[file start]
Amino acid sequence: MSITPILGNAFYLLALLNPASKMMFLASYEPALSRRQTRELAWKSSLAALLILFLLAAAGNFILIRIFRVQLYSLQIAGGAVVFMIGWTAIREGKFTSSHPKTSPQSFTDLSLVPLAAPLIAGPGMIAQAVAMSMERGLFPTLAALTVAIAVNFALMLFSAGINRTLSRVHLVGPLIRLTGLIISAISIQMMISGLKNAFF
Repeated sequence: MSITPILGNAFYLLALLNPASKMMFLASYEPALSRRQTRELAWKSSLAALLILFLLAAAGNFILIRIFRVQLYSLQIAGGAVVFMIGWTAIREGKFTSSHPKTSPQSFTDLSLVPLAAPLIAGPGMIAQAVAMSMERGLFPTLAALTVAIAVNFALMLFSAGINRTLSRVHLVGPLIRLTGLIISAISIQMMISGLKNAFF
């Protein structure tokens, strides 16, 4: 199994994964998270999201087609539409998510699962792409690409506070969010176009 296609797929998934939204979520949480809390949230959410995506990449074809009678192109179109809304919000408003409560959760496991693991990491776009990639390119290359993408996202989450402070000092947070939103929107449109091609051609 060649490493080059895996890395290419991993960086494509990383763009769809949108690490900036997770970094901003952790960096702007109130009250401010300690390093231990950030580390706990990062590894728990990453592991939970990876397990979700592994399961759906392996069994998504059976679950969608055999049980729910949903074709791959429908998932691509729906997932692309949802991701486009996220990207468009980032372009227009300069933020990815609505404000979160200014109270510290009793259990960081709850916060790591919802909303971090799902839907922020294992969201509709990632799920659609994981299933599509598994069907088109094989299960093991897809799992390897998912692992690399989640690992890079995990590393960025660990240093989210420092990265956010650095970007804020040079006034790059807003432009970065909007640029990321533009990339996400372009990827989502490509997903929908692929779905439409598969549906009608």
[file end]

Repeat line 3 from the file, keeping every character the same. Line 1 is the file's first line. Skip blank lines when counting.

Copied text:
């Protein structure tokens, strides 16, 4: 199994994964998270999201087609539409998510699962792409690409506070969010176009 296609797929998934939204979520949480809390949230959410995506990449074809009678192109179109809304919000408003409560959760496991693991990491776009990639390119290359993408996202989450402070000092947070939103929107449109091609051609 060649490493080059895996890395290419991993960086494509990383763009769809949108690490900036997770970094901003952790960096702007109130009250401010300690390093231990950030580390706990990062590894728990990453592991939970990876397990979700592994399961759906392996069994998504059976679950969608055999049980729910949903074709791959429908998932691509729906997932692309949802991701486009996220990207468009980032372009227009300069933020990815609505404000979160200014109270510290009793259990960081709850916060790591919802909303971090799902839907922020294992969201509709990632799920659609994981299933599509598994069907088109094989299960093991897809799992390897998912692992690399989640690992890079995990590393960025660990240093989210420092990265956010650095970007804020040079006034790059807003432009970065909007640029990321533009990339996400372009990827989502490509997903929908692929779905439409598969549906009608």